ROSEMARY & GARLIC CRUSTED LAMB CHOPS are so delicious they will make your tongue jump out and lick the eyebrows right off your head. Even those that don’t cotton to lamb will love the taste of these delightful chops. The key is the 12-hour marinade and our incredible Moroccan spice blend that we created.
I like my chops served with creamy polenta or oven roasted garlic mashed potatoes and fresh asparagus and a wedge of fresh lemon. Serve these delectable chops at your next dinner party and you’ll be a hit for years to come.
ROSEMARY & GARLIC CRUSTED LAMB CHOPS
2 to 4 racks lamb chops
4 tablespoons finely chopped rosemary
4 cloves finely chopped garlic
2 teaspoons salt
1 teaspoons black pepper
1 cup Dijon mustard
2 tablespoons Bailey’s Moroccan spice blend (see recipe below)
1/2 cup fresh lemon juice
Put the above ingredients in a mixing bowl and whisk until well combined
Add slowly by whisking in:
1 cup extra virgin olive oil
2 cups vegetable oil
Cut lamb rack into double chops. Add double bone lamb chops to the marinade for a minimum of 12 hours. You can marinate an entire rack without cutting, but the flavor of the marinade is intensified if you cut the chops in two chop portions.
Pre-heat sauce pan (I like cast iron) on medium high heat, add a ladle (about a tablespoon) of clarified butter (or olive oil) and pan sear chops to get a caramelized crust on both sides – approximately 30 seconds to 1 minute on each side.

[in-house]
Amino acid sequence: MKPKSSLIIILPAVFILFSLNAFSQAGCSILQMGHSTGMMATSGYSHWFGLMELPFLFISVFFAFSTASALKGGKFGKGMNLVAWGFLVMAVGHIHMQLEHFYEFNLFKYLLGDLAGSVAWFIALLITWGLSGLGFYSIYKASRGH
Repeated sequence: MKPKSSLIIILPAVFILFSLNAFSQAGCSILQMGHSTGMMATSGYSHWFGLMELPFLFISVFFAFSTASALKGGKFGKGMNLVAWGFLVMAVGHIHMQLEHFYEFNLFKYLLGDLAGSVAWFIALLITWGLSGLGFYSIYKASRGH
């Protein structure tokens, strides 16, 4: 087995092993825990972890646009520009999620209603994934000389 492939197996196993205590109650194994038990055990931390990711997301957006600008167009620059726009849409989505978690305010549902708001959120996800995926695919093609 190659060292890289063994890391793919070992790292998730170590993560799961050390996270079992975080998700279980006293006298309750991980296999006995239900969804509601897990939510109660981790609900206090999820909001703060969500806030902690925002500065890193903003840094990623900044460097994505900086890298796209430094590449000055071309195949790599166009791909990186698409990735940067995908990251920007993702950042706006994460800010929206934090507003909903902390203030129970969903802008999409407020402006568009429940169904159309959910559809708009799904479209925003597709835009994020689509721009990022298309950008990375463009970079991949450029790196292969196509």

Place chops on sheet pan in 450 degree oven below the stove top and roast until it reaches a temperature of 130 degrees for medium rare, 145 for medium, and 155 for well done (please God no)…approximately 2 to 5 minutes. I want my chops medium rare – but at the most, medium.
MOROCCAN SPICE BLEND
Ok, ok – so this looks like a lot of ingredients. Well it is. But many of these you will have in your kitchen spice cabinet. I make a big batch and keep it for all sorts of things – goes great on chicken, seafood like shrimp, scallops, seabass, even pork, beef, and especially lamb. This rub is better than any you will find on the grocery shelf – but if you have to, go ahead and buy a Moroccan or Mediterranean mixture and use for the lamb chops above.
4 teaspoons salt
4 teaspoons sugar
8 teaspoons paprika
4 teaspoons cumin
4 teaspoons coriander
1 teaspoon ground ginger
1 teaspoon cinnamon
1 teaspoon cayenne
3 tablespoons plus 1 teaspoon kosher salt
3 tablespoons plus 1 teaspoon sugar
6 tablespoons plus 2 teaspoons paprika
3 tablespoons plus 1 teaspoon ground cumin
3 tablespoons plus 1 teaspoon ground coriander
2 1/2 teaspoons ground ginger
2 1/2 teaspoons ground cinnamon
1 1/4 teaspoons cayenne
Make sure these are even measurements, and whisk them together well in a bowl.
Biscuits have been at the center of just about all my Sunday suppers for as far back as I can remember. I’ve created dozens of biscuit variations from sweet to savory…but these Cheddar Bacon Buttermilk Biscuits are always a hit – and they are really easy to make as well. The first rule in making biscuits is that you must always be gentle in the final mixing stage – for treating the dough too roughly after adding the wet ingredients will activate the gluten in the flour and make them like hockey pucks…way too tough. Treat the dough like a baby’s bottom and you’ll create of light and airy biscuit every time.